Editors’ note: The importance of Medicaid dollars in the nonprofit sector cannot be underestimated. Specific numbers are hard to come by, but a 2007 study from the Rockefeller Institute of Government suggests that Medicaid disbursed between $42 and $44 billion to nonprofit hospitals; ?$11 billion to nonprofit nursing homes; as much as $16.9 billion to nonprofit substance abuse and mental health providers; as much as $13.8 billion to nonprofit managed care organizations; and up to $20.9 billion to nonprofit home health care providers in FY2004. That means roughly one-third of Medicaid expenditures went to nonprofit health care providers. Steven Rathgeb Smith, Waldemar A. Nielsen Chair in Philanthropy at the Georgetown Public Policy Institute, describes Medicaid as a significant driving force behind the increase in government funding for nonprofits in recent decades.
With $334.2 billion in expenditures in FY2008 (accounting for 14.2 percent of all national expenditures on health and 27.9 percent of all public sector expenditures on health), Medicaid is the primary health care program for lower-income Americans. The strength of the national and local nonprofit infrastructure is inextricably bound up with the state of Medicaid funding. As the founding executive director of Families USA, the national organization for health care consumers, Ron Pollack is well positioned to help nonprofits make sense of the importance of Medicaid and to give us a picture of the current state of play for the program at the national and local levels. Recently, NPQ editor in chief Ruth McCambridge sat down with Pollack to map out the critical policy issues that will affect Medicaid over the next few years and beyond.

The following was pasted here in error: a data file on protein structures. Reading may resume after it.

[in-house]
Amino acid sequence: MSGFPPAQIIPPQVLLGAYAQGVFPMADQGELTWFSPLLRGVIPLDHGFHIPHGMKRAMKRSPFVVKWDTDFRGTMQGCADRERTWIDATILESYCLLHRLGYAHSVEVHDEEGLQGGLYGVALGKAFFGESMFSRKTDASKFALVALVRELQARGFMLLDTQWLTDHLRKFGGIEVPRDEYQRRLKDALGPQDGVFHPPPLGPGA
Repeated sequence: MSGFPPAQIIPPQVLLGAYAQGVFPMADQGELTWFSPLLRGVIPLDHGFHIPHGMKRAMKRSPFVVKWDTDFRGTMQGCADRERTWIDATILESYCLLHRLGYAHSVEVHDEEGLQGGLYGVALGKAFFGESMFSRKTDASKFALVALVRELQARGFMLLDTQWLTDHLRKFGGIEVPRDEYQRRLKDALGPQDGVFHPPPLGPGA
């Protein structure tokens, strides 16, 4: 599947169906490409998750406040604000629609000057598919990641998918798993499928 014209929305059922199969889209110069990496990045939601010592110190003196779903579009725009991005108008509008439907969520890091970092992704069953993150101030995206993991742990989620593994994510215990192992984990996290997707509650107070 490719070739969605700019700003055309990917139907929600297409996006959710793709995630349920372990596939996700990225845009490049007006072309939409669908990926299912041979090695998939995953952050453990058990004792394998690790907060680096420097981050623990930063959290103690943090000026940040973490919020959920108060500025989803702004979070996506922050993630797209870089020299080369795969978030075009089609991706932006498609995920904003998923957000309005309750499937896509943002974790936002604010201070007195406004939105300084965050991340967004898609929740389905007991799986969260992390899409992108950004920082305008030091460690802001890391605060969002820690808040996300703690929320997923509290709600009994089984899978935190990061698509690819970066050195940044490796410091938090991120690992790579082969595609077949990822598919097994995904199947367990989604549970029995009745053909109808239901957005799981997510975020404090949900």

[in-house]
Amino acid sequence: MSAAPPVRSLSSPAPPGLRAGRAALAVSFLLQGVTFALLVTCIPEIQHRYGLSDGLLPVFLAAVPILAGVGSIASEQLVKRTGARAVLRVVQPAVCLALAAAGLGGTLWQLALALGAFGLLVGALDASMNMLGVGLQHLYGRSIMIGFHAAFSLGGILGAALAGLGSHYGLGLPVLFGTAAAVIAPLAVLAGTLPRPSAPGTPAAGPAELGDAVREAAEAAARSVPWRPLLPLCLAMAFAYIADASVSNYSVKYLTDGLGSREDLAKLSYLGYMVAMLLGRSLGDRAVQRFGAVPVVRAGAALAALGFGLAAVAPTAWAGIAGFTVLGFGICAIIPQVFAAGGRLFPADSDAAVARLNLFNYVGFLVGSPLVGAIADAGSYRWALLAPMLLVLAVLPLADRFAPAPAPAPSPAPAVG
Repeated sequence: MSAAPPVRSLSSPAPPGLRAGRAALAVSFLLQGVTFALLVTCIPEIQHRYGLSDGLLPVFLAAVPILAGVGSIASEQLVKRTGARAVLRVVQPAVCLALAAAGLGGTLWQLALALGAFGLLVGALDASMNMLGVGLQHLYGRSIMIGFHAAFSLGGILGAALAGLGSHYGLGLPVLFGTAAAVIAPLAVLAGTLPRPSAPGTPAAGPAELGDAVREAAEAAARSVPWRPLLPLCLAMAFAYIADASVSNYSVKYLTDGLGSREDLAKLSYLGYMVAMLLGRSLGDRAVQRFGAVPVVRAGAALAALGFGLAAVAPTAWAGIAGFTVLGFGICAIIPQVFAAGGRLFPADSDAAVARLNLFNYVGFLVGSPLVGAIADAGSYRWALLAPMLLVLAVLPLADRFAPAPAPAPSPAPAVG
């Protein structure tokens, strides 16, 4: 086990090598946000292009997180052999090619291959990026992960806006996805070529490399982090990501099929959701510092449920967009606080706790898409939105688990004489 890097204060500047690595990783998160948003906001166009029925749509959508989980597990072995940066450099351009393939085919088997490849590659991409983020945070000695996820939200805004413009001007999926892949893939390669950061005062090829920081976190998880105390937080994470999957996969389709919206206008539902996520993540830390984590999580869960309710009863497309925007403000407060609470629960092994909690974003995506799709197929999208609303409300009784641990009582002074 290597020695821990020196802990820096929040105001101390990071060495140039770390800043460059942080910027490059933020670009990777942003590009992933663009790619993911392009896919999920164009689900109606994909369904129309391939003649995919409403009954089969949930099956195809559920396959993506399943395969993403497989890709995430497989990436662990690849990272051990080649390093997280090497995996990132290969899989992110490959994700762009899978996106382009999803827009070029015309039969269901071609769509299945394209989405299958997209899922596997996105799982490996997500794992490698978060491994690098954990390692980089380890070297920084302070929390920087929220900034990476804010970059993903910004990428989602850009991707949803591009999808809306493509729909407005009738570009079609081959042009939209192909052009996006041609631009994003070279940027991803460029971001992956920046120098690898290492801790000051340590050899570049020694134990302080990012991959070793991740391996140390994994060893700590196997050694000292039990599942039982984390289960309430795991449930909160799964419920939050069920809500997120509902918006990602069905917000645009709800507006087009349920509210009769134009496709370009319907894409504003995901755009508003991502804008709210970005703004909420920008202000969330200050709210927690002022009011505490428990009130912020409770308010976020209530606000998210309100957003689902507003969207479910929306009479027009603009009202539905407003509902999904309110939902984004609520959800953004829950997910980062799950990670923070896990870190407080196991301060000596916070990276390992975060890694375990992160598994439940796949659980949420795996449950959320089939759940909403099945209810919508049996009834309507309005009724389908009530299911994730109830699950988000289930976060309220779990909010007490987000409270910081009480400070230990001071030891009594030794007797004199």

Ruth McCambridge: What do you think is most at risk, at the national and the state levels, in terms of the Medicaid program now? What are the policy issues that are up in the air?
Ron Pollack: Well, the most significant risk is that there are efforts, both at the national level and at the state level, to cut the Medicaid program because of fiscal concerns, and we’ve seen a variety of manifestations of this. The most obvious manifestation that occurred at the federal level was when Congressman Paul Ryan, a Republican House member from Wisconsin who is Chairman of the House Budget Committee, introduced a proposal that was an omnibus budget bill—but the biggest program cut in his proposal was the Medicaid program.